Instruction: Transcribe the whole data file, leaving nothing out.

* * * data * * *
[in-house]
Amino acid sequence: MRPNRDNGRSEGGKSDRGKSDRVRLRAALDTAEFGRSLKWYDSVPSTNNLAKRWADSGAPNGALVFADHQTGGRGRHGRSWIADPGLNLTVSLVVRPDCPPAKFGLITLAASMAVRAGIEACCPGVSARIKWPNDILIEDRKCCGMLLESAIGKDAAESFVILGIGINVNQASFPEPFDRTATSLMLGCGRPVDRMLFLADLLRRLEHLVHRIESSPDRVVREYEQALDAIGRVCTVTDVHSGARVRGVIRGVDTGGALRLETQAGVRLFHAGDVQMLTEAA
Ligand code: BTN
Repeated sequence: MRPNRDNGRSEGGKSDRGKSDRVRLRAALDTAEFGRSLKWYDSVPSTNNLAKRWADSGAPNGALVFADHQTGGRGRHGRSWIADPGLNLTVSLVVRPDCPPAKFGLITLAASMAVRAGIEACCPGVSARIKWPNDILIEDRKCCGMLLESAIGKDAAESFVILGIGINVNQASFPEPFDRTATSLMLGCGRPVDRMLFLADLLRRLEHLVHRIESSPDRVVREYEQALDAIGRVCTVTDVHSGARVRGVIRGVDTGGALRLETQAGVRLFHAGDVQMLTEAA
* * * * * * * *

[in-house]
Amino acid sequence: MRPNRDNGRSEGGKSDRGKSDRVRLRAALDTAEFGRSLKWYDSVPSTNNLAKRWADSGAPNGALVFADHQTGGRGRHGRSWIADPGLNLTVSLVVRPDCPPAKFGLITLAASMAVRAGIEACCPGVSARIKWPNDILIEDRKCCGMLLESAIGKDAAESFVILGIGINVNQASFPEPFDRTATSLMLGCGRPVDRMLFLADLLRRLEHLVHRIESSPDRVVREYEQALDAIGRVCTVTDVHSGARVRGVIRGVDTGGALRLETQAGVRLFHAGDVQMLTEAA
Ligand code: BTN
Repeated sequence: MRPNRDNGRSEGGKSDRGKSDRVRLRAALDTAEFGRSLKWYDSVPSTNNLAKRWADSGAPNGALVFADHQTGGRGRHGRSWIADPGLNLTVSLVVRPDCPPAKFGLITLAASMAVRAGIEACCPGVSARIKWPNDILIEDRKCCGMLLESAIGKDAAESFVILGIGINVNQASFPEPFDRTATSLMLGCGRPVDRMLFLADLLRRLEHLVHRIESSPDRVVREYEQALDAIGRVCTVTDVHSGARVRGVIRGVDTGGALRLETQAGVRLFHAGDVQMLTEAA